Experts Warn Of Hearing Loss Due To Unsafe Listening Practices

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Experts Warn Of Hearing Loss Due To Unsafe Listening Practices
Data from 2000 to 2021 on unsafe listening published in the British Medical Journal found two and a half hours of 92-decibel noise could do damage.

Cranking up the volume is putting more than a billion 12- to 34-year-olds at risk of hearing loss.

Researchers shared their analysis of data from 2000 to 2021 on unsafe listening practices in the British Medical Journal. 

Listening to headphones or going to a concert or restaurant where the volume was too loud for too long could cause irreversible damage.  

"They will come in complaining about persistent ringing in their ears, but their hearing test looks normal," Otolaryngologist Dr. Landon Duyka said. "And then, once we retest them over several years, we'll notice that hearing has dropped off."

So how loud is too loud? 85 decibels sounds like a blender. 100 decibels sounds like a subway train. 120 decibels sounds like a concert or siren.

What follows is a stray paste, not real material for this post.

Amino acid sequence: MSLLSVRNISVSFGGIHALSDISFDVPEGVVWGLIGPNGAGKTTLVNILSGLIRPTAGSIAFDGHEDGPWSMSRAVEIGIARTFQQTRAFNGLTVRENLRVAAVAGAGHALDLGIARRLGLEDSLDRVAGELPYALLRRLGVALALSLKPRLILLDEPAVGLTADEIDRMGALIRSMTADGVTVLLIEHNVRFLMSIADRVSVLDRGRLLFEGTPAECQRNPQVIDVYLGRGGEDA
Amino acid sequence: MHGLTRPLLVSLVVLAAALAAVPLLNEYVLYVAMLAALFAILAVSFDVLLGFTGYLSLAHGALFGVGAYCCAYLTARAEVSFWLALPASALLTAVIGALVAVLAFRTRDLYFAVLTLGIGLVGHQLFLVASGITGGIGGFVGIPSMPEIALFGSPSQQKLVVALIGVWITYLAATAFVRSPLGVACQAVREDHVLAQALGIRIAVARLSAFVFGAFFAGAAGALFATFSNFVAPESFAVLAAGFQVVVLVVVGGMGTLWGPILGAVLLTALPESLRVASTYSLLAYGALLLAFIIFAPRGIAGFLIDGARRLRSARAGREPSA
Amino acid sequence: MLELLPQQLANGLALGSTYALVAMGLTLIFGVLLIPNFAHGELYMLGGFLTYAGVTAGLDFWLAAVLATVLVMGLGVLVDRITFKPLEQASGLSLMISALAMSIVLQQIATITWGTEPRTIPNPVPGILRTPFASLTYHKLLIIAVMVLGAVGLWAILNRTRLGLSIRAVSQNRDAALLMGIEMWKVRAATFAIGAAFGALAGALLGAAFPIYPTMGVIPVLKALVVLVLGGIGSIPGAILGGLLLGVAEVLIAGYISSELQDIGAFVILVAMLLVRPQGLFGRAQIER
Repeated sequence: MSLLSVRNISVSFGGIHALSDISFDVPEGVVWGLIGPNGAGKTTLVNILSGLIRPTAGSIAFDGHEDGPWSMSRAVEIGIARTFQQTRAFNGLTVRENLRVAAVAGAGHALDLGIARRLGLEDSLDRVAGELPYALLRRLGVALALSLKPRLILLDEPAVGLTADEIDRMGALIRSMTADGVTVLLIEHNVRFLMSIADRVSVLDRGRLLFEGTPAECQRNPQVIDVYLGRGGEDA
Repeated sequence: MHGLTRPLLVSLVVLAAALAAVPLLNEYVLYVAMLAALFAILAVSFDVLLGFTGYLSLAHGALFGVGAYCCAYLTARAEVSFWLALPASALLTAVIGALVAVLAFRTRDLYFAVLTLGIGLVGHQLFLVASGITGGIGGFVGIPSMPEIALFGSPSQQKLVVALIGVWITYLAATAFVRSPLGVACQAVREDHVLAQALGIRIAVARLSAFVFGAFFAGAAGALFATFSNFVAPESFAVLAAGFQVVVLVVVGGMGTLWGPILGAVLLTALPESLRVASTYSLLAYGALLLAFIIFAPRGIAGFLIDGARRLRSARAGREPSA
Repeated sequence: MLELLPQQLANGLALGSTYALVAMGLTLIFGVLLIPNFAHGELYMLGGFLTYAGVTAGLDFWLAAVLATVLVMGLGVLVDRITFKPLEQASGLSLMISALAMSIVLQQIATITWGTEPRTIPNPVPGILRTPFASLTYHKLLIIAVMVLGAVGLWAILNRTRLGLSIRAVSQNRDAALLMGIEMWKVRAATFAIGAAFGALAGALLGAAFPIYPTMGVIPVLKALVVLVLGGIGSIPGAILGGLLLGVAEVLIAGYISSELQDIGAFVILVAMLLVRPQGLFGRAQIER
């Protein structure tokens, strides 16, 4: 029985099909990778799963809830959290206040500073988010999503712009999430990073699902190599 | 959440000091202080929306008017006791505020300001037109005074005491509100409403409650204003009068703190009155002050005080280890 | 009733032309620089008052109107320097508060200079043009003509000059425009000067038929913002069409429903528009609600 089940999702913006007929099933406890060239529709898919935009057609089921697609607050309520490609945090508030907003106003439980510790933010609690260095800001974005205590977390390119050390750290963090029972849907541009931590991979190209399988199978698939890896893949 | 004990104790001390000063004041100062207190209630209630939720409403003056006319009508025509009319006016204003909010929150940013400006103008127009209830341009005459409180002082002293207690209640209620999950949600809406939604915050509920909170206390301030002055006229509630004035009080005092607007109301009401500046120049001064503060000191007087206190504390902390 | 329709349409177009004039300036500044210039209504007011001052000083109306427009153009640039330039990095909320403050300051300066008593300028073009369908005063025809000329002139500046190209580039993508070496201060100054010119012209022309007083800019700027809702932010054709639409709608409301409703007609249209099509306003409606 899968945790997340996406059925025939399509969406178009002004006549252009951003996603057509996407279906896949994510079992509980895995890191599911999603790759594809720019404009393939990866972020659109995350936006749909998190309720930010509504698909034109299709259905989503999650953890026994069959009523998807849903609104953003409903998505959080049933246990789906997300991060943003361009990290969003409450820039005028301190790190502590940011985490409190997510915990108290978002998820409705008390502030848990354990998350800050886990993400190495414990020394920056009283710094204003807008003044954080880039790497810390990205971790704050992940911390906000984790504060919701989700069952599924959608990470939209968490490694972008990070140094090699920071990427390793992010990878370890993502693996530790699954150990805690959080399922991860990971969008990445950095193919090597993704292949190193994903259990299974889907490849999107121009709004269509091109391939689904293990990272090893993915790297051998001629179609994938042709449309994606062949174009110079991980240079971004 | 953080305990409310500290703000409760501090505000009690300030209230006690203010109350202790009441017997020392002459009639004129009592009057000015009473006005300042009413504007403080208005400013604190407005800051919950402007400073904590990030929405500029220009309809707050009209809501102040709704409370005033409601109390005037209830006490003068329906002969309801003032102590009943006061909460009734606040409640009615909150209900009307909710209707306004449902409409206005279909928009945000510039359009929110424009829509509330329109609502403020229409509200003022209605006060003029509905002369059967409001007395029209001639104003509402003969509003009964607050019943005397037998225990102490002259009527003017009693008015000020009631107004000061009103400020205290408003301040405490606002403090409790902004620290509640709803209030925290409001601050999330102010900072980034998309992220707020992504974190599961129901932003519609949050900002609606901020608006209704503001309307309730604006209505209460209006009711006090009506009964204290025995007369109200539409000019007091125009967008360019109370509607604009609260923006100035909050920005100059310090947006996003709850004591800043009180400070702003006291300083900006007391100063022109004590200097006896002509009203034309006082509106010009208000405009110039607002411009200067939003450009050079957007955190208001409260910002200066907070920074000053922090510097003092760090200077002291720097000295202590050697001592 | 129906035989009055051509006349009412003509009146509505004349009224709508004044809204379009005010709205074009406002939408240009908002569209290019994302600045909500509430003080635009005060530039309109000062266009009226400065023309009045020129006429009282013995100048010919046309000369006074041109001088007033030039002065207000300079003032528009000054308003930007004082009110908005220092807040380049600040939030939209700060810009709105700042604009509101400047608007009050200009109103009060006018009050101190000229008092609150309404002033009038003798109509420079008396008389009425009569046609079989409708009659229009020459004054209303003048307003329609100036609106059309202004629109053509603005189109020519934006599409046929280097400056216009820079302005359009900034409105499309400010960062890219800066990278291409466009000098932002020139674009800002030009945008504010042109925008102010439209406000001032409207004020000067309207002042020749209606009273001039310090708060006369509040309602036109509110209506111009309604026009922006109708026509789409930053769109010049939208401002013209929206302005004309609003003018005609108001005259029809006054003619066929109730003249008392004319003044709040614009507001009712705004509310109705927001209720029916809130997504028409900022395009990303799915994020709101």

The loud sounds — essentially trauma — damage hair sensory cells in the cochlea, which is the snail-looking part deep in your skull, in the inner ear.  

"The hair cells die," said Dr. Dylan Chan with the University of California, San Francisco. "There is no way of getting them back." 

The CDC says 85 decibels over a 40 hour work week is the max safe limit. 

The BMJ study found just two-and-half hours of 92 decibels could do damage.  

Duyka was not in the study. He tells Newsy that noise exposure trauma is a sliding scale. 

"And sometimes you can have one episode of noise exposure that is so intense that even that one episode can lead to lifelong hearing loss," Duyka said.

And just in time for holiday traveling, Chan offers this: "There's a whole lot of great headphones out there that actually have hard limits to the to the volume that they can produce. And they're actually capped up at 85 decibels, which is the sort of limit of safe hearing."